Member

    Onelung, the picture is not very clear.
     
  8. noboD
    Joined: Jan 29, 2004
    Posts: 7,093

    noboD
    Member

    Found this from 1910. The part that confuses me, Onelung, is the valve springs in your statement. I thought Desmos didn't have springs.
     

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  9. chuxx
    Joined: Jul 15, 2007
    Posts: 208

    chuxx
    Member

    Here's a couple of pics of my attempt at a quarter eliptical front suspension. This IS my first rodeo so I'm wide open to advice and direction. I'm not trying to build a track car or cross country cruiser, just a fun little cyclecar to tool around town in. ImageUploadedByTJJ1357618383.082655.jpg
    ImageUploadedByTJJ1357618445.050690.jpg


    Posted from the TJJ App for iPhone & iPad
     
  10. chrisp
    Joined: Jan 27, 2007
    Posts: 812

    chrisp
    Member

    You should check this eventhough it's in french:
    http://tricyclecaristes.forumr.net/t60-gn-cyclecar
    Bunch of cool period pictures plus some detailed pictures.
    On the page 4 their is a detailed description of how the engine architecture and how it works: The exhaust valve sits bellow the intake valve: it's the key to the single cam that actuates both valves. The intake has an "hairpin" style spring (same as airplane it says) and the cam that actuate the intake valve is the cam that actuate the exhaust one but without spring thus a semi desmo engine.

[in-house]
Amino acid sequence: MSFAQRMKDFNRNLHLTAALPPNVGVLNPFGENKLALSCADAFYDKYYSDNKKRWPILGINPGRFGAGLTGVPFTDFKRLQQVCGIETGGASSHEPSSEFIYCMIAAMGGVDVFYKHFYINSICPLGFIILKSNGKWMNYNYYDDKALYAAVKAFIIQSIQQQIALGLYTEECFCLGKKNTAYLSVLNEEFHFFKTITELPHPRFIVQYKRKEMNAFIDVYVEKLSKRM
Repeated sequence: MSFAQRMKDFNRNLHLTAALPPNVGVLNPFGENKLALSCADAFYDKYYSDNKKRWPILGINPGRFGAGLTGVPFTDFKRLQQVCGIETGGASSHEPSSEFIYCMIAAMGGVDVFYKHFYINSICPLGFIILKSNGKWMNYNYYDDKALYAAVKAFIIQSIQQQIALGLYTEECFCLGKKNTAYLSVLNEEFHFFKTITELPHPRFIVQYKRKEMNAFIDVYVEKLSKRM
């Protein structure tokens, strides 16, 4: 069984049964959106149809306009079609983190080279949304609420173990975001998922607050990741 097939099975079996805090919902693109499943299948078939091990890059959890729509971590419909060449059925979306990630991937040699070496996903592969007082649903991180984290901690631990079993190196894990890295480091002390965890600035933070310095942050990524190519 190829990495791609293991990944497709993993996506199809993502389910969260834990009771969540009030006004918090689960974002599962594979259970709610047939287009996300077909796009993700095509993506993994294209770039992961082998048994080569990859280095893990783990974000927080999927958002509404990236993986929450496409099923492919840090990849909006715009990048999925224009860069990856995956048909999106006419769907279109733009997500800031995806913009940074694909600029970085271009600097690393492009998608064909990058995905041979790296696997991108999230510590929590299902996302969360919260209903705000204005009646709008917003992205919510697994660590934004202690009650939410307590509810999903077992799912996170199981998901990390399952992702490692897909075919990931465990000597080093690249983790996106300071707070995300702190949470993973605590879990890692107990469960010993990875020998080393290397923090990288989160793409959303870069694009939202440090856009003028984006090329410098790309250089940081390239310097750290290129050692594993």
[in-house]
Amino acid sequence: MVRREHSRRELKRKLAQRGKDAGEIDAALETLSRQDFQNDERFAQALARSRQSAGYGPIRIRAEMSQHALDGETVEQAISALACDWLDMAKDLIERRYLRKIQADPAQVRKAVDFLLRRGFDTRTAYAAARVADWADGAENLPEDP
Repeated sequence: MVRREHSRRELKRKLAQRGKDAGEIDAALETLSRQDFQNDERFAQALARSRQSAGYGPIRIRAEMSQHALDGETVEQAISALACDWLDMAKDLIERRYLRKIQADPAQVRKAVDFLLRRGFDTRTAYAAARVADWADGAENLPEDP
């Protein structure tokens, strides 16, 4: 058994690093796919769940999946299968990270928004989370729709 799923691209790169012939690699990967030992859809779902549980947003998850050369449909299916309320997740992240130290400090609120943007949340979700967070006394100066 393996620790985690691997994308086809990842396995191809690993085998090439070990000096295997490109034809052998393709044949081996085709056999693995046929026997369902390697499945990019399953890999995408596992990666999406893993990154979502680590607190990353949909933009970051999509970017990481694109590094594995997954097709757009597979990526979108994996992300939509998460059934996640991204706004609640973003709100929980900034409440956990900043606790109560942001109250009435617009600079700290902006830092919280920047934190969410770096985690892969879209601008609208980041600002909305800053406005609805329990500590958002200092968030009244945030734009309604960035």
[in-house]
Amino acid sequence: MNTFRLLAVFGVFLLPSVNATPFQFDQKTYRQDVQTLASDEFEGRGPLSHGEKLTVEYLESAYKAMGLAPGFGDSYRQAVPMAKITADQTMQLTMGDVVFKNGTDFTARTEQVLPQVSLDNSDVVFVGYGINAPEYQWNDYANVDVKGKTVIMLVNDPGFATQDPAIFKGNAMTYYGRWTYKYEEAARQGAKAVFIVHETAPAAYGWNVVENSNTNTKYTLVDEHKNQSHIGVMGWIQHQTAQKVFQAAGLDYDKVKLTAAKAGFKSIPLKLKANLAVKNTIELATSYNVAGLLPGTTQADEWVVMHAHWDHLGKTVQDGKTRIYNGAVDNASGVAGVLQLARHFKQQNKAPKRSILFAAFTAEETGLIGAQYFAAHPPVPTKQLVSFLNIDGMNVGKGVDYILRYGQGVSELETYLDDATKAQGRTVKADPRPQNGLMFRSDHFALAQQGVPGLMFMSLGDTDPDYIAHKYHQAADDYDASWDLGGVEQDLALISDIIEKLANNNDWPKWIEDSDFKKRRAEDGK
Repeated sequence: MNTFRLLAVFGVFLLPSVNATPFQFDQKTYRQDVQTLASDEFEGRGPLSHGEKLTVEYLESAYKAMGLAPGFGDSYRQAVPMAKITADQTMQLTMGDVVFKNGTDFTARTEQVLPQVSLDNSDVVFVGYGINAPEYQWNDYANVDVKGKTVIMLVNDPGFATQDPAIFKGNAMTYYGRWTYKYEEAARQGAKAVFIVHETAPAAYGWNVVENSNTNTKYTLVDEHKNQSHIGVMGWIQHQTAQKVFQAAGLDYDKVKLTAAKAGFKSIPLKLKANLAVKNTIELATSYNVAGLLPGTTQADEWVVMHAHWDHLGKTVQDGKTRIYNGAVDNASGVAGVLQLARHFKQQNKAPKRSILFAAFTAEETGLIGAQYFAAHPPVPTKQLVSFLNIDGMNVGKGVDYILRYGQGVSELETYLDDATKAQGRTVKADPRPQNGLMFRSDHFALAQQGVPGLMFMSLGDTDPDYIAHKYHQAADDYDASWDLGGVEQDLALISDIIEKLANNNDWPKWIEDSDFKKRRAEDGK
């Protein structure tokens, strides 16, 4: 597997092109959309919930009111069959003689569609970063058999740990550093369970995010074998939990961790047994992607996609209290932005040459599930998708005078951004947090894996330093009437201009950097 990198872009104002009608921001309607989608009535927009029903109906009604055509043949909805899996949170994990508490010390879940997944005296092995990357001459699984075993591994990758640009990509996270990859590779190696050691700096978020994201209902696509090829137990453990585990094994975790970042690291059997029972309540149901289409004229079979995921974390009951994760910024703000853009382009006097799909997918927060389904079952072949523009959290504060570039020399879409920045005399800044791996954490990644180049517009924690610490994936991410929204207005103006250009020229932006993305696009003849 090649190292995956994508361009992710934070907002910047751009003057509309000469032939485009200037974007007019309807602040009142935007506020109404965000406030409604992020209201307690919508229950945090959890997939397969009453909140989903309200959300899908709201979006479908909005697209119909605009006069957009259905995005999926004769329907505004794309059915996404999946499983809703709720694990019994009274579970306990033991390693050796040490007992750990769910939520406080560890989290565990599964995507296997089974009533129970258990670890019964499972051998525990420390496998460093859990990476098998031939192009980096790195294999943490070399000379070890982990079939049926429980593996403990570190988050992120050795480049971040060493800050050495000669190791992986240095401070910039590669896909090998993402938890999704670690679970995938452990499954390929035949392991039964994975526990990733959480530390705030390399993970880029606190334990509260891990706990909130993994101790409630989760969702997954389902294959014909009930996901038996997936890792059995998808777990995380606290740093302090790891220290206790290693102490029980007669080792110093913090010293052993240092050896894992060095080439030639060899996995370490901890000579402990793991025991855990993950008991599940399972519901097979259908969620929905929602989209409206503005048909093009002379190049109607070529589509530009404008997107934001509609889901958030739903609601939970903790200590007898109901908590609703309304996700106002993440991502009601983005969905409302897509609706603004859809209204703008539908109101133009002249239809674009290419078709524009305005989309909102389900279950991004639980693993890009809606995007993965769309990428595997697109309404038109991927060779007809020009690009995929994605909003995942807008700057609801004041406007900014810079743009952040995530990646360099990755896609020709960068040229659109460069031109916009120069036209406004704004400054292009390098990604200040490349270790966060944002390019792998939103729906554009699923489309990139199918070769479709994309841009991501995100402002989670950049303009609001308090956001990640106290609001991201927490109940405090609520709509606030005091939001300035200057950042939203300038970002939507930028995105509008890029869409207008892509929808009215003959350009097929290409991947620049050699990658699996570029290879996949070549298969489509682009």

Still on that page 4 that 4 cyl GN is absolutely gorgeous.
    http://i82.servimg.com/u/f82/12/92/44/08/gn10.jpg

    http://i82.servimg.com/u/f82/12/92/44/08/gn_210.jpg
     
  11. UKAde
    Joined: Nov 13, 2002
    Posts: 502

    UKAde
    Member
    from Oxford UK

    Often desmo systems have light springs to seal the valves for starting purposes as once the engine is running the compression does that job
     
  12. onelung
    Joined: Feb 19, 2010
    Posts: 181

    onelung
    Member
    from Adelaide

    My post, #3638, is a direct Google translation and it refers, as you can see to a "semi desmodromique" system. Whatever that means.
    And no, it is not clear...not at all clear.:(
     
  13. charlesf
    Joined: Jan 14, 2009
    Posts: 156

    charlesf
    Member

    Charlie,
    You and I are on the same track. I'll try to get a photo up so you can see mine.

    Chuck
     
  14. charlesf
    Joined: Jan 14, 2009
    Posts: 156

    charlesf
    Member

    Charlie,
    You and I are on the same track. I'll try to get a photo up so you can see mine.

    Chuck
     
  15. charlesf
    Joined: Jan 14, 2009
    Posts: 156

    charlesf
    Member

    Here is my quarter eliptic set up.
     

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  16. chuxx
    Joined: Jul 15, 2007
    Posts: 208

    chuxx
    Member

    Looks good, Chuck. That's about where I plan to mount my friction shocks too.
     
    Last edited: Jan 8, 2013
  17. noboD
    Joined: Jan 29, 2004
    Posts: 7,093

    noboD
    Member

    I've never had the chance to work on a Desmo, but think I understand the theory. I saw pics with the light springs, but don't consider them to be real valve springs as UKAde describes. Maybe T-Head or someone else can explain what semi-desmodromic means. It sounds like being semi pregnant.